Animal Farm Chapter 6

Animal Farm Chapter 6 Summary

Animal Farm Chapter 6: The animals continue to work hard on the windmill, putting in 60-hour work weeks through the spring and summer. Boxer is especially helpful as his powerful strength and incredible work ethic are used to the utmost. As the work is getting done, they still enjoy access to enough food.

Napoleon announces that he will start trading with humans in order to procure items that they need but cannot make themselves with Mr. Whymper acting as the intermediary.

The pigs move into the farmhouse and start living and sleeping there.

The rest of the animals seem to remember interacting with humans and living in the farmhouse being things that were not allowed, but they cannot procure proof of that having been the case, and Squealer convinces them otherwise.

Squealer also makes the case that the pigs need comfortable beds so that they can use their powerful brains to the utmost, something that is only being done for the good of the farm.

After the animals start feeling real pride in the work that they had done on the windmill, a storm runs through the area, and their work is destroyed. Napoleon blames the destruction on Snowball.

Animal Farm Chapter 6

The animals work like slaves but don’t mind as knowing that all of their work is going to benefit them and not lazy humans is more than worth the sacrifice.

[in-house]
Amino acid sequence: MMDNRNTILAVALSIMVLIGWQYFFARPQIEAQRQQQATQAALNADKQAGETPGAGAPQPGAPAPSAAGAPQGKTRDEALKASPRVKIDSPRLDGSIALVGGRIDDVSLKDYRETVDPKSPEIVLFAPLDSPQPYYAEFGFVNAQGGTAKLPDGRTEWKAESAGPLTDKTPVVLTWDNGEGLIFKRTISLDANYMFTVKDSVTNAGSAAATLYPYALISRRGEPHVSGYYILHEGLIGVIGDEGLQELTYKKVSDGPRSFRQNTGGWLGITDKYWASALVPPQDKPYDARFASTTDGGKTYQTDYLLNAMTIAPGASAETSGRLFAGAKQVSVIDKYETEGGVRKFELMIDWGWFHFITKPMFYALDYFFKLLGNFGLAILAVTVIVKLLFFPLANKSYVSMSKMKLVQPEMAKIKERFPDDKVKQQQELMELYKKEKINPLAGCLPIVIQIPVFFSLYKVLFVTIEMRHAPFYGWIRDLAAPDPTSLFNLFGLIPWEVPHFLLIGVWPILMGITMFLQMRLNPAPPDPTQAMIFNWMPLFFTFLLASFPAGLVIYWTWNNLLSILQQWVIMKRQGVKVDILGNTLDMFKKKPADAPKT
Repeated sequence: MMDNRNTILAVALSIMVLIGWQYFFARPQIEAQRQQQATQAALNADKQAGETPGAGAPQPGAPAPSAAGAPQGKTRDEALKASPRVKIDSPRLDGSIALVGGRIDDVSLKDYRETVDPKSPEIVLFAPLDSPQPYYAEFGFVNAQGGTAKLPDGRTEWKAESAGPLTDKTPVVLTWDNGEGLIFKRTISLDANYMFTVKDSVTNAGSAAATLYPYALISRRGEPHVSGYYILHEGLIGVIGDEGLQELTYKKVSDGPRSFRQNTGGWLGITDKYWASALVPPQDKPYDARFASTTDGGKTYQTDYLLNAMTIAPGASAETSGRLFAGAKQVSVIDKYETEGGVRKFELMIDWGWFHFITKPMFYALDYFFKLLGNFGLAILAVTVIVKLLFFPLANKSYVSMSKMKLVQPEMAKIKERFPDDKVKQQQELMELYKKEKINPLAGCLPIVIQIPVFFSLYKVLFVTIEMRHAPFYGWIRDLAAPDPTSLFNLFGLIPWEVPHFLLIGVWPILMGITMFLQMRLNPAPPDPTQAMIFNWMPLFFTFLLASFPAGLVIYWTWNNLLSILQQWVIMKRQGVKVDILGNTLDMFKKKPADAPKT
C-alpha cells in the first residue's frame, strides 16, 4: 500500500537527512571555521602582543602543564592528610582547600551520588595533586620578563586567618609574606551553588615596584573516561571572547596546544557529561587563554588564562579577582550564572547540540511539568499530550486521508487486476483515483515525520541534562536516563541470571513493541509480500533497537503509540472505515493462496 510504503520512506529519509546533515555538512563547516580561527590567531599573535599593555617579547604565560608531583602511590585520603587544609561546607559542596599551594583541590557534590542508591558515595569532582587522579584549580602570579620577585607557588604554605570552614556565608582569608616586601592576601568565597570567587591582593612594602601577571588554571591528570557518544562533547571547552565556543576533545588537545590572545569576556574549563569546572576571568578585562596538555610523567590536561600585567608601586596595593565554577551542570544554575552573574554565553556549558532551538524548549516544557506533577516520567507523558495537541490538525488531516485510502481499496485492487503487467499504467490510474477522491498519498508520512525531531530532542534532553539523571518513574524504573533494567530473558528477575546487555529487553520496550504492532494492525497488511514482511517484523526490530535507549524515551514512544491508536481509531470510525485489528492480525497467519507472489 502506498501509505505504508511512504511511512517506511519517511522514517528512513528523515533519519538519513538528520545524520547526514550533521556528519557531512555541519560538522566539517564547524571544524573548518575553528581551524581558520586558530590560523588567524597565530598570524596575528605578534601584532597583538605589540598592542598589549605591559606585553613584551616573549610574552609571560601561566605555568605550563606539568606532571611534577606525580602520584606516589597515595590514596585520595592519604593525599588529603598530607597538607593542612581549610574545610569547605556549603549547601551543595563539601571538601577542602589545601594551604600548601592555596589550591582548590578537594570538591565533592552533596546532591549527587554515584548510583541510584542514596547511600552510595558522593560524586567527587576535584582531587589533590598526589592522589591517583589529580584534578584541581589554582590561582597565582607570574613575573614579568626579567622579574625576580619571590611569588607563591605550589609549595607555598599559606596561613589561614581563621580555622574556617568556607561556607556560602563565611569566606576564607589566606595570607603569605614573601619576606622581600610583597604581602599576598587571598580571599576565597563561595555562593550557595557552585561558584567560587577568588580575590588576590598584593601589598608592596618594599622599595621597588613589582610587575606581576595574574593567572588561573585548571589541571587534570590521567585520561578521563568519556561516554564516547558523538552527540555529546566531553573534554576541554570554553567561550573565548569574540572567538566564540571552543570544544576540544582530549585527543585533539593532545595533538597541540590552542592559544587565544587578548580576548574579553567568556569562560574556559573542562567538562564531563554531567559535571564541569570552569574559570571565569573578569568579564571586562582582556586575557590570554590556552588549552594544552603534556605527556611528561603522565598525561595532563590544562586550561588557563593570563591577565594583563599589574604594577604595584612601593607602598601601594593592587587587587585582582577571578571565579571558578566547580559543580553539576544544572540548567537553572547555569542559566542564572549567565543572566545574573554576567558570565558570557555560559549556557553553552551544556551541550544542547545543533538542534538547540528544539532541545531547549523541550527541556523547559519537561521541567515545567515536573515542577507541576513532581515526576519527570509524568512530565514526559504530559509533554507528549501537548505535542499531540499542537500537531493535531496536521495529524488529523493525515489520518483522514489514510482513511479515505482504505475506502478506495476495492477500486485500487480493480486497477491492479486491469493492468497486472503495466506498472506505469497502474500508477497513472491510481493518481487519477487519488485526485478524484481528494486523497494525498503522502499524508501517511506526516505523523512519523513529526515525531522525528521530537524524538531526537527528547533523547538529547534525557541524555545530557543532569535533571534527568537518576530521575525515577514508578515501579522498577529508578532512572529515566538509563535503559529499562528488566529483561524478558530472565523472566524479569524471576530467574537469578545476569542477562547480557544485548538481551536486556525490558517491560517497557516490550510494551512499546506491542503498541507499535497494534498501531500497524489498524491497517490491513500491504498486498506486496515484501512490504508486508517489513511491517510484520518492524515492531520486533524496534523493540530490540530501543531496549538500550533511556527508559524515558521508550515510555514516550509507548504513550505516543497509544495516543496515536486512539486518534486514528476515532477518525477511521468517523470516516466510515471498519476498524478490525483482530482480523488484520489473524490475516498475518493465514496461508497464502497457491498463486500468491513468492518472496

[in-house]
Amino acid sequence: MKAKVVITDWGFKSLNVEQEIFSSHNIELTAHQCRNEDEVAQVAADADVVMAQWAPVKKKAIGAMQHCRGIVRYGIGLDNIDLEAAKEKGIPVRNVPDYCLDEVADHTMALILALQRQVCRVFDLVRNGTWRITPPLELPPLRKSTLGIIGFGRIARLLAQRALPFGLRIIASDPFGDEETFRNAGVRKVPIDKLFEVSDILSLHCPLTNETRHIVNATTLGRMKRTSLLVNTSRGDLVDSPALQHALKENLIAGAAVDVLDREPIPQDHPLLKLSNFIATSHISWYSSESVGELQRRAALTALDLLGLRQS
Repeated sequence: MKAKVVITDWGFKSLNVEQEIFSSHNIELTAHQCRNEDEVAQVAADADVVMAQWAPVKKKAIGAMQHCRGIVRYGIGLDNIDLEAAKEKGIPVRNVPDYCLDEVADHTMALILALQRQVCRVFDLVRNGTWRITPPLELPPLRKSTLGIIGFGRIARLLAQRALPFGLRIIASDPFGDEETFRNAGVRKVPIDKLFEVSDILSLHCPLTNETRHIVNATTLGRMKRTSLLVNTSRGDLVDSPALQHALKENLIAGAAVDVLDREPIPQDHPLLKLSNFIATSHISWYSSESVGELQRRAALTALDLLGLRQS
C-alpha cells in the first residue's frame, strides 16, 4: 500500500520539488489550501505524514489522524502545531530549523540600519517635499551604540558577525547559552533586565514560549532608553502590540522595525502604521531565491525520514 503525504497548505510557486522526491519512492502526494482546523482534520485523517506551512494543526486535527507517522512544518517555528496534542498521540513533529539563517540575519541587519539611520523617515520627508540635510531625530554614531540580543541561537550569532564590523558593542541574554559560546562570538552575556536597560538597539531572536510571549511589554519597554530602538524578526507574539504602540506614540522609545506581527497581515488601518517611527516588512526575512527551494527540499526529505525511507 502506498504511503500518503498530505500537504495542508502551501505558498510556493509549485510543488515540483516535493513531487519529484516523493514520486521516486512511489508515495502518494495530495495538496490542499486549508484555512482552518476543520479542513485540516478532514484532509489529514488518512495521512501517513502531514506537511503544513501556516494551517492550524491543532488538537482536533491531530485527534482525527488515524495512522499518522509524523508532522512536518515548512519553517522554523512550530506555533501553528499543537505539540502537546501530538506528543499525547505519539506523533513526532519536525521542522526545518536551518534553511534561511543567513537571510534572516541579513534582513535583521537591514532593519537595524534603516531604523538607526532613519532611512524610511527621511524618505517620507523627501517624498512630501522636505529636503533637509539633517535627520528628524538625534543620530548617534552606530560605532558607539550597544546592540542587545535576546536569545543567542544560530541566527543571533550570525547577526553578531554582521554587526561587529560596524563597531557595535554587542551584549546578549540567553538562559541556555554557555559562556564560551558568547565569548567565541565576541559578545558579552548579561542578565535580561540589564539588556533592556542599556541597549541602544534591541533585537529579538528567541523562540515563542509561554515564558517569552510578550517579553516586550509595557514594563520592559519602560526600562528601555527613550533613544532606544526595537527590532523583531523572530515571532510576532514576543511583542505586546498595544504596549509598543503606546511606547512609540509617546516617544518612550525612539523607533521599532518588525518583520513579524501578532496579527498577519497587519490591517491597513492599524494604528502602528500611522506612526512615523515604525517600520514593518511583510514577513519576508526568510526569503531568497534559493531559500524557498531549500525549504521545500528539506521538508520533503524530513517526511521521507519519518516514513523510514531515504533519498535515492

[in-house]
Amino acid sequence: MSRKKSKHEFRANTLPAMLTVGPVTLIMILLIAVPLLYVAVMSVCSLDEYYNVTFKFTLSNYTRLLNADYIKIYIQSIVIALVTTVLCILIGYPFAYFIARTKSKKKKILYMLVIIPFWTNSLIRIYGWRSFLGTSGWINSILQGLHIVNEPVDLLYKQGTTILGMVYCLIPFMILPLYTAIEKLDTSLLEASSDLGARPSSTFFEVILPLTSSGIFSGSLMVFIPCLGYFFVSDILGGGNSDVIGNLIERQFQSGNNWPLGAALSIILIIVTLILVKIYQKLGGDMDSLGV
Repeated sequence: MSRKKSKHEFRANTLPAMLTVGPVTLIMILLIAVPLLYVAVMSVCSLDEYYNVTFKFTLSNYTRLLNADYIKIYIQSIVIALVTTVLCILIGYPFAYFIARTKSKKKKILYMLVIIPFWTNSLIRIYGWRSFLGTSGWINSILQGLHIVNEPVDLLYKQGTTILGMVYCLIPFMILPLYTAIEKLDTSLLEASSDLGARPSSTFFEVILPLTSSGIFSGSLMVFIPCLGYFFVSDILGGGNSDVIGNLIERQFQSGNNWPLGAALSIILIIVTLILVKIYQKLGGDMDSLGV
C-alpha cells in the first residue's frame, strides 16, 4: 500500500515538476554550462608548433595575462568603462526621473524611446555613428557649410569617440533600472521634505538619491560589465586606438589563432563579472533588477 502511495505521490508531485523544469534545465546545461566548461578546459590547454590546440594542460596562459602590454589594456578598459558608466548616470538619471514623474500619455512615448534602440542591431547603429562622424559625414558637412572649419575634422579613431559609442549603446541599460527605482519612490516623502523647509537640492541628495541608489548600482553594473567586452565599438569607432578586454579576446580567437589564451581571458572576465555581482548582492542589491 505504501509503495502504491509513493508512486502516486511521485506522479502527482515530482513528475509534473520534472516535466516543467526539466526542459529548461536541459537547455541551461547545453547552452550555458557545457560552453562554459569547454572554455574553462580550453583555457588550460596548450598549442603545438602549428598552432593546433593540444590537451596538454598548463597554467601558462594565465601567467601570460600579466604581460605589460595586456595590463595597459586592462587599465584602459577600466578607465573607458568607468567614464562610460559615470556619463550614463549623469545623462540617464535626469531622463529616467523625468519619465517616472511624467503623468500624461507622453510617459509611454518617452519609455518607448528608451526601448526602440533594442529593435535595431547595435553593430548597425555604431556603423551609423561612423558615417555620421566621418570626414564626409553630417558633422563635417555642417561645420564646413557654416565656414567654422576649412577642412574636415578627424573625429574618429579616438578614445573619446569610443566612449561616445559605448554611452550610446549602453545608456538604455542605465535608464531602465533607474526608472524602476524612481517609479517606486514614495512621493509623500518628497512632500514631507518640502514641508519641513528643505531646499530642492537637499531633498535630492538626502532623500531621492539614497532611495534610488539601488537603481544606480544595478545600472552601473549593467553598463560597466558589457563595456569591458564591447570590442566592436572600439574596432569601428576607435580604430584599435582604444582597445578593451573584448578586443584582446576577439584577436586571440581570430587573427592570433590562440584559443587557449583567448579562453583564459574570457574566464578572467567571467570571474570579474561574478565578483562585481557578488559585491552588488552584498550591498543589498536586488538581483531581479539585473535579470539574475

Much of that work is spent on building the windmill. This includes figuring out a way to break up the stones, deliberations that take weeks, and then doing the work necessary once a solution had been realized. All of the animals use ropes and their strength to pull the large rocks to a higher elevation before dropping them over the edge so that they would shatter into pieces, which they usually did.

Boxer is a tremendous help in getting the windmill built. His strength is compared to that of the rest of the animals put together as he puts one of his slogans, “I will work harder,” into practice without reservation.

But concern is starting to be felt in regards to expected shortages of things that they cannot produce like nails, iron and strings. Napoleon solves that problem by declaring that he would be trading with other farms on behalf of Animal Farm, which results in a vague uneasiness being felt by the rest of the animals. This is partly due to them remembering something about the animals engaging in trade and using money not being allowed but not being able to prove it. Squealer puts their minds at rest when he explains that this is simply their imagination and that nothing had been passed or even discussed. He adds that perhaps the animals had listened to and believed lies that Snowball had circulated.

However, the animals feel a sense of pride seeing their four-leg leader, Napoleon, delivering orders to a two-leg human, Mr. Whymper, when the two meet.